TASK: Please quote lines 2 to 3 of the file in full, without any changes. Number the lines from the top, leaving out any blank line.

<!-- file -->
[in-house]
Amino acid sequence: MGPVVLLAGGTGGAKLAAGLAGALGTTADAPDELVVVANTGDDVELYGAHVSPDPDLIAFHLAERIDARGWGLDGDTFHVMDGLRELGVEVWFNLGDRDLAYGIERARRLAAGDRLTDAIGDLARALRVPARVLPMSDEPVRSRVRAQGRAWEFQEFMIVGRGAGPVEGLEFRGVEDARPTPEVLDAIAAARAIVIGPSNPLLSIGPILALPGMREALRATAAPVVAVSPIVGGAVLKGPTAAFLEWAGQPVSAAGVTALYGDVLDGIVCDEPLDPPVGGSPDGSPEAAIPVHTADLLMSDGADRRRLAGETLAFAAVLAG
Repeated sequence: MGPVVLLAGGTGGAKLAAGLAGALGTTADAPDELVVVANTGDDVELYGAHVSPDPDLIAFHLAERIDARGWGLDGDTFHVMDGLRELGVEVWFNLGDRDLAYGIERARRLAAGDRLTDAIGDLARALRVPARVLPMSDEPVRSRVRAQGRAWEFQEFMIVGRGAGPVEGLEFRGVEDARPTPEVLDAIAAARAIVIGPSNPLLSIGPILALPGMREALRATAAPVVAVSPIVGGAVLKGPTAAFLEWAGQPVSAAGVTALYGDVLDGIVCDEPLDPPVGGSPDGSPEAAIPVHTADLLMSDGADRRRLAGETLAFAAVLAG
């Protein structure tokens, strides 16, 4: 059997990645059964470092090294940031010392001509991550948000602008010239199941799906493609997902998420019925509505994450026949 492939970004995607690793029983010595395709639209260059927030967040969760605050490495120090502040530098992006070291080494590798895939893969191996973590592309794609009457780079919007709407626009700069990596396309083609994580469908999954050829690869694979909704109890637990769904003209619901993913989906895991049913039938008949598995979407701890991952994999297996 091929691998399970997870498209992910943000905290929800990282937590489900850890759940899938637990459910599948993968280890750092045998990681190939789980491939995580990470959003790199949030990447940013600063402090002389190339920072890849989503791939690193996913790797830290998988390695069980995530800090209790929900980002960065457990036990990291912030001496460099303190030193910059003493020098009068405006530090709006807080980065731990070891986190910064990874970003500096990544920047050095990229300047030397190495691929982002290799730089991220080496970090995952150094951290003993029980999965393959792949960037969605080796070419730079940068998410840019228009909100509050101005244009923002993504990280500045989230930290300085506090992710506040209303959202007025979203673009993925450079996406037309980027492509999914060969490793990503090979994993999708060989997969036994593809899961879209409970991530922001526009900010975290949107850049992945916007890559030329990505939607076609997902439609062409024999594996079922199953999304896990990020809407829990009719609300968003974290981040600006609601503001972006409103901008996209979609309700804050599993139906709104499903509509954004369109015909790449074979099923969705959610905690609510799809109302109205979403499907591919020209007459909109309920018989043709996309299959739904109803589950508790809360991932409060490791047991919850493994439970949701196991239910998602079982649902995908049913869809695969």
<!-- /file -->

Amino acid sequence: MGPVVLLAGGTGGAKLAAGLAGALGTTADAPDELVVVANTGDDVELYGAHVSPDPDLIAFHLAERIDARGWGLDGDTFHVMDGLRELGVEVWFNLGDRDLAYGIERARRLAAGDRLTDAIGDLARALRVPARVLPMSDEPVRSRVRAQGRAWEFQEFMIVGRGAGPVEGLEFRGVEDARPTPEVLDAIAAARAIVIGPSNPLLSIGPILALPGMREALRATAAPVVAVSPIVGGAVLKGPTAAFLEWAGQPVSAAGVTALYGDVLDGIVCDEPLDPPVGGSPDGSPEAAIPVHTADLLMSDGADRRRLAGETLAFAAVLAG
Repeated sequence: MGPVVLLAGGTGGAKLAAGLAGALGTTADAPDELVVVANTGDDVELYGAHVSPDPDLIAFHLAERIDARGWGLDGDTFHVMDGLRELGVEVWFNLGDRDLAYGIERARRLAAGDRLTDAIGDLARALRVPARVLPMSDEPVRSRVRAQGRAWEFQEFMIVGRGAGPVEGLEFRGVEDARPTPEVLDAIAAARAIVIGPSNPLLSIGPILALPGMREALRATAAPVVAVSPIVGGAVLKGPTAAFLEWAGQPVSAAGVTALYGDVLDGIVCDEPLDPPVGGSPDGSPEAAIPVHTADLLMSDGADRRRLAGETLAFAAVLAG